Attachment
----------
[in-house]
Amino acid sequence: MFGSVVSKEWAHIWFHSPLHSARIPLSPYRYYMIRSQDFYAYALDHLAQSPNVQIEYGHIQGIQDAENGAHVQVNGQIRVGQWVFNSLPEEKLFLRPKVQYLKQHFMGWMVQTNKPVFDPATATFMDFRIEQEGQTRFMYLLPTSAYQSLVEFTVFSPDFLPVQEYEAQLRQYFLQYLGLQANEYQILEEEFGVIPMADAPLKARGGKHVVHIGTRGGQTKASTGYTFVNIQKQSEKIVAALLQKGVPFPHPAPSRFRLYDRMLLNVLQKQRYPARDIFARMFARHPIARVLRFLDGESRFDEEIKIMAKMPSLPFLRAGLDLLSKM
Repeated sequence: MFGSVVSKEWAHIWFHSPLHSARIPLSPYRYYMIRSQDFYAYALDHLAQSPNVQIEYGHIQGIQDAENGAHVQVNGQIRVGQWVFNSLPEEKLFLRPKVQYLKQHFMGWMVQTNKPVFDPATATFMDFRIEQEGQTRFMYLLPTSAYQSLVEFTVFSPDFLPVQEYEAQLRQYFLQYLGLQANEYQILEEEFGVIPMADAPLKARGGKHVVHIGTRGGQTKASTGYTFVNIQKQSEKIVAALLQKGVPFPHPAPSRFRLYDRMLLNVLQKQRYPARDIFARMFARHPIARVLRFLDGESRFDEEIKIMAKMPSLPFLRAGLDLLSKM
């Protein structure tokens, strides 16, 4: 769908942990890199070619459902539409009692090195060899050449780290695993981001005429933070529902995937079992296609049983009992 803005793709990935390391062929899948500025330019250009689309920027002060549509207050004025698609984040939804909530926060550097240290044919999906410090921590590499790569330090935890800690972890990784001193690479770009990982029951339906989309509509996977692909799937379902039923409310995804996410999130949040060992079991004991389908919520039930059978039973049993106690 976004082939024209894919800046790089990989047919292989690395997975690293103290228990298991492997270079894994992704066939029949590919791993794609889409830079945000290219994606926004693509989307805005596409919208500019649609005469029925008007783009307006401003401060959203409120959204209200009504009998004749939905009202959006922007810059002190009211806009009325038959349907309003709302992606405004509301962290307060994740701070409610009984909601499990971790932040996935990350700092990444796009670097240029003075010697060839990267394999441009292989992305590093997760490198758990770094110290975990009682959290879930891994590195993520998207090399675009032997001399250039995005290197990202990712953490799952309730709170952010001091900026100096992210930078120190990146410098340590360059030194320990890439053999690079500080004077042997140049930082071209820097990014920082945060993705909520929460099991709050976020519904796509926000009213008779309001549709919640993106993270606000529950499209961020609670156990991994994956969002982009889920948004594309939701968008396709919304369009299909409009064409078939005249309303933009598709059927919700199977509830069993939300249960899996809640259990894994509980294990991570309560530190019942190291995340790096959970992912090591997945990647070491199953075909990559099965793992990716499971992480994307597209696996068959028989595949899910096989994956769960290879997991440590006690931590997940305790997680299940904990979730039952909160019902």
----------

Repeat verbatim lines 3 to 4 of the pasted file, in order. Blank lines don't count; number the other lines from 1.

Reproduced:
Repeated sequence: MFGSVVSKEWAHIWFHSPLHSARIPLSPYRYYMIRSQDFYAYALDHLAQSPNVQIEYGHIQGIQDAENGAHVQVNGQIRVGQWVFNSLPEEKLFLRPKVQYLKQHFMGWMVQTNKPVFDPATATFMDFRIEQEGQTRFMYLLPTSAYQSLVEFTVFSPDFLPVQEYEAQLRQYFLQYLGLQANEYQILEEEFGVIPMADAPLKARGGKHVVHIGTRGGQTKASTGYTFVNIQKQSEKIVAALLQKGVPFPHPAPSRFRLYDRMLLNVLQKQRYPARDIFARMFARHPIARVLRFLDGESRFDEEIKIMAKMPSLPFLRAGLDLLSKM
């Protein structure tokens, strides 16, 4: 769908942990890199070619459902539409009692090195060899050449780290695993981001005429933070529902995937079992296609049983009992 803005793709990935390391062929899948500025330019250009689309920027002060549509207050004025698609984040939804909530926060550097240290044919999906410090921590590499790569330090935890800690972890990784001193690479770009990982029951339906989309509509996977692909799937379902039923409310995804996410999130949040060992079991004991389908919520039930059978039973049993106690 976004082939024209894919800046790089990989047919292989690395997975690293103290228990298991492997270079894994992704066939029949590919791993794609889409830079945000290219994606926004693509989307805005596409919208500019649609005469029925008007783009307006401003401060959203409120959204209200009504009998004749939905009202959006922007810059002190009211806009009325038959349907309003709302992606405004509301962290307060994740701070409610009984909601499990971790932040996935990350700092990444796009670097240029003075010697060839990267394999441009292989992305590093997760490198758990770094110290975990009682959290879930891994590195993520998207090399675009032997001399250039995005290197990202990712953490799952309730709170952010001091900026100096992210930078120190990146410098340590360059030194320990890439053999690079500080004077042997140049930082071209820097990014920082945060993705909520929460099991709050976020519904796509926000009213008779309001549709919640993106993270606000529950499209961020609670156990991994994956969002982009889920948004594309939701968008396709919304369009299909409009064409078939005249309303933009598709059927919700199977509830069993939300249960899996809640259990894994509980294990991570309560530190019942190291995340790096959970992912090591997945990647070491199953075909990559099965793992990716499971992480994307597209696996068959028989595949899910096989994956769960290879997991440590006690931590997940305790997680299940904990979730039952909160019902």